1. This defendant's second appeal against a judgment and decree of reversal has arisen in these circumstances :--
2. The plaintiff-respondents brought a suit for declaration that they had become the owners of the suit land. It was alleged by them that the land in suit was mortgaged by the defendant Murari (now represented by his legal heirs) in their favour on 15-5-1963 for Rs. 8500/-by conditional sale. The deed contained a stipulation that in case the defendant-mortgagor failed to redeem the land in dispute within six months i.e. by 15-11-1963, the land mortgaged shall be deemed to have been sold to the plaintiffs for the consideration already received by the defendant. It was alleged that the plaintiffs duly served a notice upon the defendant demanding repayment of the consideration, but the latter did not pay it up in the year of grace. Thereafter the plaintiffs claimed to have applied to the District Judge. Rohtak for issuance of notice to the defendant u/s. 8 of the Bengal Regulation No. XVII of 1806 (briefly called the Regulation). Statutory notice was also duly served upon the defendant. The application was filed by the learned District Judge, Rohtak, on 6-8-1966 since the defendant failed to pay the mortgage amount within the time allotted. The plaintiffs thus claimed that they had become the owners of the land in dispute and prayed for the declaration asked for.
3. The defendant, while admitting the transfer, resisted the suit. He denied receipt of any notice of demand as allegedly served by the plaintiffs. He also denied that any notice was served upon him which might have been issued by the District Judge. In the alternative it was pleaded that the notice, if any, issued by the District Judge was not served in the manner required by law inasmuch as no copy of the petition to foreclose or copy of the mortgage deed etc., had been delivered to the defendant as also that the conditions prescribed by Ss. 7 and 8 of the Regulation had not been observed or the proper procedure with regard thereto. He prayed for the dismissal of the suit.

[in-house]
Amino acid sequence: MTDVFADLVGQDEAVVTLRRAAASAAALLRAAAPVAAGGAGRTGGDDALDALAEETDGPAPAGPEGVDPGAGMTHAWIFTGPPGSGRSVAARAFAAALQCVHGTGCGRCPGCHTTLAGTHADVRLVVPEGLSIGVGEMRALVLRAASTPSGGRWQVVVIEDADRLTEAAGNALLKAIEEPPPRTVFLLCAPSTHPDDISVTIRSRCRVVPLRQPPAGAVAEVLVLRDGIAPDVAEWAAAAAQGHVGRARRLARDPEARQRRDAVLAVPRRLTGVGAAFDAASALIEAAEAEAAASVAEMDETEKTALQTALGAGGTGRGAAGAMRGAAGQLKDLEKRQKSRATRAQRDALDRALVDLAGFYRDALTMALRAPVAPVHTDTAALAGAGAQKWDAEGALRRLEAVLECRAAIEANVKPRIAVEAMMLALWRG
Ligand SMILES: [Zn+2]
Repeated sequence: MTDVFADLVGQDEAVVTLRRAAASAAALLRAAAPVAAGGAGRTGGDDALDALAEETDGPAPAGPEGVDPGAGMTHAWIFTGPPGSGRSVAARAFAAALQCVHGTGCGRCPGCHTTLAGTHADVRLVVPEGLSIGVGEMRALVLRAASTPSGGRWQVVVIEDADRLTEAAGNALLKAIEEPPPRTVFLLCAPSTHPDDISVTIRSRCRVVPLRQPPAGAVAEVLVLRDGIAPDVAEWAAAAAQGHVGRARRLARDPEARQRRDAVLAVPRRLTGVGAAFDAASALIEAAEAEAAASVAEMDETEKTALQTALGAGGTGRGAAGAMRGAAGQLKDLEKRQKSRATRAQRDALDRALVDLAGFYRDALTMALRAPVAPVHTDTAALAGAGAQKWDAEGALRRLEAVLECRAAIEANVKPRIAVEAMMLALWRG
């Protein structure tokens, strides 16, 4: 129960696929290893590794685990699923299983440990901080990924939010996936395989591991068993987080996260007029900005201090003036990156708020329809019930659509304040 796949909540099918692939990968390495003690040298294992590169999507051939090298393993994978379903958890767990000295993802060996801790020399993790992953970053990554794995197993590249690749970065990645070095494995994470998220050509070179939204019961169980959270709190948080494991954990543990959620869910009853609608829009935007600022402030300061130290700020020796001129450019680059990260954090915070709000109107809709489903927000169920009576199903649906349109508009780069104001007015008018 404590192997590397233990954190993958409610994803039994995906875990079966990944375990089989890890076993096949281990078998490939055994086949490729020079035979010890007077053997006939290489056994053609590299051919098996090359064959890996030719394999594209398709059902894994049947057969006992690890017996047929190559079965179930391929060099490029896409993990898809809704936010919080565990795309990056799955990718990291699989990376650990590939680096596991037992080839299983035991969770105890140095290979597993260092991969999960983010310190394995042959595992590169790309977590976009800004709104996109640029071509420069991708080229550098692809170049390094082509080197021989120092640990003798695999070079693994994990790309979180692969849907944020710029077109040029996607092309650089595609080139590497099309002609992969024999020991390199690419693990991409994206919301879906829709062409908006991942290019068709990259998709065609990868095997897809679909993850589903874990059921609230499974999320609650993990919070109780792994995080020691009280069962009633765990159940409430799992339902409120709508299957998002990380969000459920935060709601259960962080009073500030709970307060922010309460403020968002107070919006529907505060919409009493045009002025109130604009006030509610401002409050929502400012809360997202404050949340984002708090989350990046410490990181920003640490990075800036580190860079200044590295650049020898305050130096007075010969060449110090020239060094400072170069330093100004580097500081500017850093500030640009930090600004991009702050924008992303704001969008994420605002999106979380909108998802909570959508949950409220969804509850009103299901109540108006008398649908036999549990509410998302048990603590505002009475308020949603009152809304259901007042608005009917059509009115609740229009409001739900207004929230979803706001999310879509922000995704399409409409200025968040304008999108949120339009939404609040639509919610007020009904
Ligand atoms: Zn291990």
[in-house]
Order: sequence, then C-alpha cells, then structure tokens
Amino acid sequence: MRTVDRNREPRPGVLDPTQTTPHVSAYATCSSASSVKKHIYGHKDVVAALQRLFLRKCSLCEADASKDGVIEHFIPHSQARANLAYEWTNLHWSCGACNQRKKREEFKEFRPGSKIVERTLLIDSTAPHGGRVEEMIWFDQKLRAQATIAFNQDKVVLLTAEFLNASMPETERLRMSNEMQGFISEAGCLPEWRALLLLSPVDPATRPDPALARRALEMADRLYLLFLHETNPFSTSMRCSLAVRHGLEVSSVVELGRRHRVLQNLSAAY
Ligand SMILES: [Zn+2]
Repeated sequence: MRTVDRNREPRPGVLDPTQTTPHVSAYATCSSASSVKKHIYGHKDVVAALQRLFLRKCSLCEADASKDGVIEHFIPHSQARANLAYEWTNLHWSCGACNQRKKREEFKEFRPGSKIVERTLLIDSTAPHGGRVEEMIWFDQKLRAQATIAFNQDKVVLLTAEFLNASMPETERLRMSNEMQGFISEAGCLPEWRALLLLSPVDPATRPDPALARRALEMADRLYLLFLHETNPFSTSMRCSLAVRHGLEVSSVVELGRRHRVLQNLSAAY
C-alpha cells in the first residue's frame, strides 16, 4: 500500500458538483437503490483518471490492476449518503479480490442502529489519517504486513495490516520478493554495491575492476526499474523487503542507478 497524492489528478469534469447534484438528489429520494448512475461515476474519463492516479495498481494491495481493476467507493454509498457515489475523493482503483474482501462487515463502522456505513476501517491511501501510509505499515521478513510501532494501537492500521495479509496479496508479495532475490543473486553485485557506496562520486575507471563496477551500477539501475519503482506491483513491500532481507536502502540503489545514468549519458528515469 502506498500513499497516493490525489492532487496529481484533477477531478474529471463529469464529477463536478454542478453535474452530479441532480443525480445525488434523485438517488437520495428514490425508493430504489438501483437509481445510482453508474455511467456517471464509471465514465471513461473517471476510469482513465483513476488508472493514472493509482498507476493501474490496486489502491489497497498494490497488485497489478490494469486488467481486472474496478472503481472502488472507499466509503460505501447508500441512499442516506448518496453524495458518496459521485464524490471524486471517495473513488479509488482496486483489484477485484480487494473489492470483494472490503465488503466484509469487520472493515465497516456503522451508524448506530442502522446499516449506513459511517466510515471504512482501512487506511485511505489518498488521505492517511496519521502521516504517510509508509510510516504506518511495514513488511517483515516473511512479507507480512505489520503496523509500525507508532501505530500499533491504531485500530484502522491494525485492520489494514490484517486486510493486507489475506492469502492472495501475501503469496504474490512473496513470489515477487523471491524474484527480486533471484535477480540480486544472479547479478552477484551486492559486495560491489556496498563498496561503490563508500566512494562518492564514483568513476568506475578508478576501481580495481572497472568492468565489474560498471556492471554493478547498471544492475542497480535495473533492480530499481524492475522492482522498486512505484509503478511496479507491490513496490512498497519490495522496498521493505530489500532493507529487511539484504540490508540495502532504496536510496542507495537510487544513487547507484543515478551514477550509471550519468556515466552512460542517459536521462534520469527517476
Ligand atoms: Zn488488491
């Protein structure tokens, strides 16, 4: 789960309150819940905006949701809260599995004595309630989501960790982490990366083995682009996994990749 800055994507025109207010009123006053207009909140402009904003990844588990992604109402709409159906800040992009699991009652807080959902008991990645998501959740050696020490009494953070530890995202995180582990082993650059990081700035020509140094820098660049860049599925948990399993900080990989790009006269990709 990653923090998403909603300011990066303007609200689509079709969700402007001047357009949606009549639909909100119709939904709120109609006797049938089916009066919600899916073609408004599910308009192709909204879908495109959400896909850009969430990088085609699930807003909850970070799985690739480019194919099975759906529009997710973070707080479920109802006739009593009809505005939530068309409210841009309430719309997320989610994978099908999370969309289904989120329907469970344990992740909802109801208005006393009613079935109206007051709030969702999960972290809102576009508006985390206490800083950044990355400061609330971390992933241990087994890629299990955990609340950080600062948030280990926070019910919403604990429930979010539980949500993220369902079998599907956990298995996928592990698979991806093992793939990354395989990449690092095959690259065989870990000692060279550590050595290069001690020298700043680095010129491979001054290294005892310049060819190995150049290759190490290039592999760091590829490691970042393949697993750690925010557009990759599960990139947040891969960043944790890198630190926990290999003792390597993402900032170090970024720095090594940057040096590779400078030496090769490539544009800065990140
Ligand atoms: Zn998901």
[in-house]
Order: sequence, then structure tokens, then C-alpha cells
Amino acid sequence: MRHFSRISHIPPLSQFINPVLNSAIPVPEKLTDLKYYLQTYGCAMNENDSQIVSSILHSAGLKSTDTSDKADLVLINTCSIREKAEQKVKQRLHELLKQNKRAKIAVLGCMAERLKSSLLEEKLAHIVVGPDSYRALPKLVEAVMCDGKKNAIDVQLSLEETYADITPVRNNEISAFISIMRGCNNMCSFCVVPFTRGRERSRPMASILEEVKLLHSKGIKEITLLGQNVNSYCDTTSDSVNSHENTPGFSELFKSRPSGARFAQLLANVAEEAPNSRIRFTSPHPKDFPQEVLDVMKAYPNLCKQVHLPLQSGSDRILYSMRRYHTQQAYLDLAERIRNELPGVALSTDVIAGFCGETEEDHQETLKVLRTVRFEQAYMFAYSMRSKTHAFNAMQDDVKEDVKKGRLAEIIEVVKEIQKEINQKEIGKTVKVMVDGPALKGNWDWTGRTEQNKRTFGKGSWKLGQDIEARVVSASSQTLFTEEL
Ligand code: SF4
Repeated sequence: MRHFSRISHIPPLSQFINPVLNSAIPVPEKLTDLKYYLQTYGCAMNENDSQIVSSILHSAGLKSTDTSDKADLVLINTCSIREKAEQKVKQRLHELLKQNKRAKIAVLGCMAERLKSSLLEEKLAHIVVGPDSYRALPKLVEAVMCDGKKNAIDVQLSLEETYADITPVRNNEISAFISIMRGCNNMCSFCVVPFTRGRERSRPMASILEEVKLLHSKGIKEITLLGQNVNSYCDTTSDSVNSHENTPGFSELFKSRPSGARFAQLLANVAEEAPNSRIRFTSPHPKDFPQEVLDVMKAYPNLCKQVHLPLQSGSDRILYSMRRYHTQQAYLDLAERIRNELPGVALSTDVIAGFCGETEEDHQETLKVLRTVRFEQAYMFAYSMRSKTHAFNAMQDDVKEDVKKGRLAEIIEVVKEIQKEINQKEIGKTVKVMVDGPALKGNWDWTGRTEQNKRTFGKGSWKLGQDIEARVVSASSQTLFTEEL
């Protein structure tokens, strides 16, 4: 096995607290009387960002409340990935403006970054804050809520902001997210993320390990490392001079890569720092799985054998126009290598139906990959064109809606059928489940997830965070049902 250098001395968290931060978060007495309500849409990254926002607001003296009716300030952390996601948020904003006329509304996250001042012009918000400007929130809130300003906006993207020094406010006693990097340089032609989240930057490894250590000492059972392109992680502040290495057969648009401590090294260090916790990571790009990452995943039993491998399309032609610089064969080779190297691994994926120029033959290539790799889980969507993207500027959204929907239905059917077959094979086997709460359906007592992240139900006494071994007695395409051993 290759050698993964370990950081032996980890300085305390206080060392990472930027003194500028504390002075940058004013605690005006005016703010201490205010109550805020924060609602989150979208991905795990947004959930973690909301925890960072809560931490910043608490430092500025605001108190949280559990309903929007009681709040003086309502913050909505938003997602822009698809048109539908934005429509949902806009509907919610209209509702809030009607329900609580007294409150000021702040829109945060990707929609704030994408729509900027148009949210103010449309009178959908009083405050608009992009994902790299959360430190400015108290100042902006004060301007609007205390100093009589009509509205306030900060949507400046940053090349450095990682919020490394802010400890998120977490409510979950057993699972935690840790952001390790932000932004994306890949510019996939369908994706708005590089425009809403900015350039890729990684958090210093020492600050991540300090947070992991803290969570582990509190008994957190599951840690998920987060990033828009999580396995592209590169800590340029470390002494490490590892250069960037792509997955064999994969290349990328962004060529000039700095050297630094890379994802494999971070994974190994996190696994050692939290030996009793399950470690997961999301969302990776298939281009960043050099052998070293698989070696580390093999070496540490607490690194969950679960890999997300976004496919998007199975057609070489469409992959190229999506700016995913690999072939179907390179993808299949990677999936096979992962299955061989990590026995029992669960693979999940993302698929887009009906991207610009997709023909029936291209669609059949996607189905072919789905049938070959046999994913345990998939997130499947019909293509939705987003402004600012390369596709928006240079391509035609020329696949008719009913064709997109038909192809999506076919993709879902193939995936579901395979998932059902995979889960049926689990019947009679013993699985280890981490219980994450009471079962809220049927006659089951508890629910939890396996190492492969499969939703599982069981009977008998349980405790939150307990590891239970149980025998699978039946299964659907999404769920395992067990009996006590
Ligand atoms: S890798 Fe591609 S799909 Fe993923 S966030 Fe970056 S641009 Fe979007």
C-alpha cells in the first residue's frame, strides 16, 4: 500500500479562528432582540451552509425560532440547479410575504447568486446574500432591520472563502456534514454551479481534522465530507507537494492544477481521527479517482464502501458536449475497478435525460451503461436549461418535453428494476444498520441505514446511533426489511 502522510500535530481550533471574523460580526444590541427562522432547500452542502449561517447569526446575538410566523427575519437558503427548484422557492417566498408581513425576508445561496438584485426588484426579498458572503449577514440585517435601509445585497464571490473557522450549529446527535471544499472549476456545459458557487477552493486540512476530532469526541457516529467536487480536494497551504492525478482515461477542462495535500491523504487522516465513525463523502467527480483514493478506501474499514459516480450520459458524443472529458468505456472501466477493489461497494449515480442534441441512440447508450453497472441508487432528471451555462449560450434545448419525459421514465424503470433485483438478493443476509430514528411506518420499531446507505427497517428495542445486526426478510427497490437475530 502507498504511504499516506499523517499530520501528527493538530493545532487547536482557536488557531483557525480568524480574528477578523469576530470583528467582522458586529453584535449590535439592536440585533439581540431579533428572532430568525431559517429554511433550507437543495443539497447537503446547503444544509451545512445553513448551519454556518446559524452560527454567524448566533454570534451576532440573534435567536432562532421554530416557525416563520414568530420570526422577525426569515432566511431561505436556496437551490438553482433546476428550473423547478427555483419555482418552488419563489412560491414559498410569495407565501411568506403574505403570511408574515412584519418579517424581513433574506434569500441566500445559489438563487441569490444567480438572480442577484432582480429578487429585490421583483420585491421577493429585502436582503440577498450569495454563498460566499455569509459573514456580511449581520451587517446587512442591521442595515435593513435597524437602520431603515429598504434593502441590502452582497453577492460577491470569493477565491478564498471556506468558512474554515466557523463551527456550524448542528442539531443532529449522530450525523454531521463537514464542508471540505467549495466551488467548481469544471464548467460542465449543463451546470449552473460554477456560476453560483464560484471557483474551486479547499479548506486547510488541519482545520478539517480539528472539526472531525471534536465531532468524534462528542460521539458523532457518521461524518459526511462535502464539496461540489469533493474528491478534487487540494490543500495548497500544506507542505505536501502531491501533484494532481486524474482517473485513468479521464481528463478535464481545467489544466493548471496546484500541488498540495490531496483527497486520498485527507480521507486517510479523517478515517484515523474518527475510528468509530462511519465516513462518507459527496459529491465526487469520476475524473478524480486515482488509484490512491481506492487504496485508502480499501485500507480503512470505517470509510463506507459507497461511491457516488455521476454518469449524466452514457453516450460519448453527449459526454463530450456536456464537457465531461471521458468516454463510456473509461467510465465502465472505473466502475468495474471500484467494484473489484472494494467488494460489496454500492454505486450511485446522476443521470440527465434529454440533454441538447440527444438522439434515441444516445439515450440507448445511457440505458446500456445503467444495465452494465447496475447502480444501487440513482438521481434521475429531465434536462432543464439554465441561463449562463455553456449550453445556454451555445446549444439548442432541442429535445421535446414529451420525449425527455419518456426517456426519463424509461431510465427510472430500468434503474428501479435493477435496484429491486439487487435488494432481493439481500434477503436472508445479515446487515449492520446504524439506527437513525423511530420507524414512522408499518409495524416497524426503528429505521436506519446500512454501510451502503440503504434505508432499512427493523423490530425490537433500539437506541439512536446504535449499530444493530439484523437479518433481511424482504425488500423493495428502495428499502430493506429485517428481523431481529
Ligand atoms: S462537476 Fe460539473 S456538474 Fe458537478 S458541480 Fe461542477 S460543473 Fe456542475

4. On the pleadings of the parties, the following issues were framed:--
1. Whether mortgage mentioned in para 1 of the plaint has been validly foreclosed and the plaintiffs have become owners of the land in dispute?
1-A. Whether the plaintiffs issued a valid notice of demand on the defendant before the foreclosure proceedings and was the service of the defendant validly effect (sic) of the said notice ?
5. The learned trial Court held both the issues against the plaintiffs and in the result dismissed the suit. On appeal, the learned Senior Sub-Judge, Rohtak exercising enhanced appellate powers reversed the finding on both the issues, set aside judgment and decree of the trial Court and decreed the suit leaving the parties to bear their own costs. Now the defendant has approached this Court praying for the dismissal of the suit.
6. Shri Balwant Singh Gupta, the learned counsel for the appellant, maintains that no valid notice of demand was served by plaintiffs upon the defendant before the foreclosure proceedings as also that no proper notice u/s. 8 of the Regulation was served upon the defendant by the learned District Judge. On the other hand Shri S. K. Goyal, the learned counsel for the respondents, repudiates the claim of the defendant and asserts that the lower appellate Court on proper material had come to the conclusion that the requisite notices had been served and those being findings of fact could not be interfered with in second appeal.